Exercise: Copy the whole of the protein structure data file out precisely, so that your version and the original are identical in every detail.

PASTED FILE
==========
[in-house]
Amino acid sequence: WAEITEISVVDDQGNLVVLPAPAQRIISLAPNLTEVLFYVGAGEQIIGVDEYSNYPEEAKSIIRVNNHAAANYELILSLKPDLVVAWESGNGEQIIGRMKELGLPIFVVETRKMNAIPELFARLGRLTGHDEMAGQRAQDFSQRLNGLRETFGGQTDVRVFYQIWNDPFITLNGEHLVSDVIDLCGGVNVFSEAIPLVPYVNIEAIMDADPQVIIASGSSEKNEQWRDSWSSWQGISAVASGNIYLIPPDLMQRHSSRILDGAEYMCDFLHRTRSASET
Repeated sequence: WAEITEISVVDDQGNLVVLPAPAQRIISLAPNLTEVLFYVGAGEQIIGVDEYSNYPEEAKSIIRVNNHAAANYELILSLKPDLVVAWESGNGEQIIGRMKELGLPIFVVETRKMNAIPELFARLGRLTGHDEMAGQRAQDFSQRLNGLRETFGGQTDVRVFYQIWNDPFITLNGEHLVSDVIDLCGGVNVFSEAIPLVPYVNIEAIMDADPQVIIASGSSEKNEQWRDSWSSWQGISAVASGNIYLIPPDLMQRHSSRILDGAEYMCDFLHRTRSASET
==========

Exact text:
[in-house]
Amino acid sequence: WAEITEISVVDDQGNLVVLPAPAQRIISLAPNLTEVLFYVGAGEQIIGVDEYSNYPEEAKSIIRVNNHAAANYELILSLKPDLVVAWESGNGEQIIGRMKELGLPIFVVETRKMNAIPELFARLGRLTGHDEMAGQRAQDFSQRLNGLRETFGGQTDVRVFYQIWNDPFITLNGEHLVSDVIDLCGGVNVFSEAIPLVPYVNIEAIMDADPQVIIASGSSEKNEQWRDSWSSWQGISAVASGNIYLIPPDLMQRHSSRILDGAEYMCDFLHRTRSASET
Repeated sequence: WAEITEISVVDDQGNLVVLPAPAQRIISLAPNLTEVLFYVGAGEQIIGVDEYSNYPEEAKSIIRVNNHAAANYELILSLKPDLVVAWESGNGEQIIGRMKELGLPIFVVETRKMNAIPELFARLGRLTGHDEMAGQRAQDFSQRLNGLRETFGGQTDVRVFYQIWNDPFITLNGEHLVSDVIDLCGGVNVFSEAIPLVPYVNIEAIMDADPQVIIASGSSEKNEQWRDSWSSWQGISAVASGNIYLIPPDLMQRHSSRILDGAEYMCDFLHRTRSASET